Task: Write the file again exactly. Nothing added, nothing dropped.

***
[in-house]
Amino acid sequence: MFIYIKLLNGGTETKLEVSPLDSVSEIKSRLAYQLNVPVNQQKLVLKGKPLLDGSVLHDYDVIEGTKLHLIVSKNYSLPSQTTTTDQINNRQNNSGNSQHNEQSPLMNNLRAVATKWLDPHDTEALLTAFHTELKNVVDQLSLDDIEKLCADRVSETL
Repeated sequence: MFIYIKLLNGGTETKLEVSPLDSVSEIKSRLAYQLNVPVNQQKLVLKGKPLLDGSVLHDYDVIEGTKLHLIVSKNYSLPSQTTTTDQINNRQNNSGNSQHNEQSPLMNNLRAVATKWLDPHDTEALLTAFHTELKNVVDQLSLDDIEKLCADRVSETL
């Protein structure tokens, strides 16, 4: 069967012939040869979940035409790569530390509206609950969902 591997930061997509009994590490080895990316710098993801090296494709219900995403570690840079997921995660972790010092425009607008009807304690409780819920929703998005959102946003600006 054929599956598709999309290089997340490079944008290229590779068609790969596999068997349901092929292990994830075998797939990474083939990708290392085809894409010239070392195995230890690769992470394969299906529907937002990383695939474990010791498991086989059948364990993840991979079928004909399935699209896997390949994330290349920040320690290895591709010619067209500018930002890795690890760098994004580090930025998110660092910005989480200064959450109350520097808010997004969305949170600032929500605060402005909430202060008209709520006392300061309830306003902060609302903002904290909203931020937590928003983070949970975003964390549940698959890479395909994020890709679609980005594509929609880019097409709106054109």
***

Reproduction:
[in-house]
Amino acid sequence: MFIYIKLLNGGTETKLEVSPLDSVSEIKSRLAYQLNVPVNQQKLVLKGKPLLDGSVLHDYDVIEGTKLHLIVSKNYSLPSQTTTTDQINNRQNNSGNSQHNEQSPLMNNLRAVATKWLDPHDTEALLTAFHTELKNVVDQLSLDDIEKLCADRVSETL
Repeated sequence: MFIYIKLLNGGTETKLEVSPLDSVSEIKSRLAYQLNVPVNQQKLVLKGKPLLDGSVLHDYDVIEGTKLHLIVSKNYSLPSQTTTTDQINNRQNNSGNSQHNEQSPLMNNLRAVATKWLDPHDTEALLTAFHTELKNVVDQLSLDDIEKLCADRVSETL
């Protein structure tokens, strides 16, 4: 069967012939040869979940035409790569530390509206609950969902 591997930061997509009994590490080895990316710098993801090296494709219900995403570690840079997921995660972790010092425009607008009807304690409780819920929703998005959102946003600006 054929599956598709999309290089997340490079944008290229590779068609790969596999068997349901092929292990994830075998797939990474083939990708290392085809894409010239070392195995230890690769992470394969299906529907937002990383695939474990010791498991086989059948364990993840991979079928004909399935699209896997390949994330290349920040320690290895591709010619067209500018930002890795690890760098994004580090930025998110660092910005989480200064959450109350520097808010997004969305949170600032929500605060402005909430202060008209709520006392300061309830306003902060609302903002904290909203931020937590928003983070949970975003964390549940698959890479395909994020890709679609980005594509929609880019097409709106054109």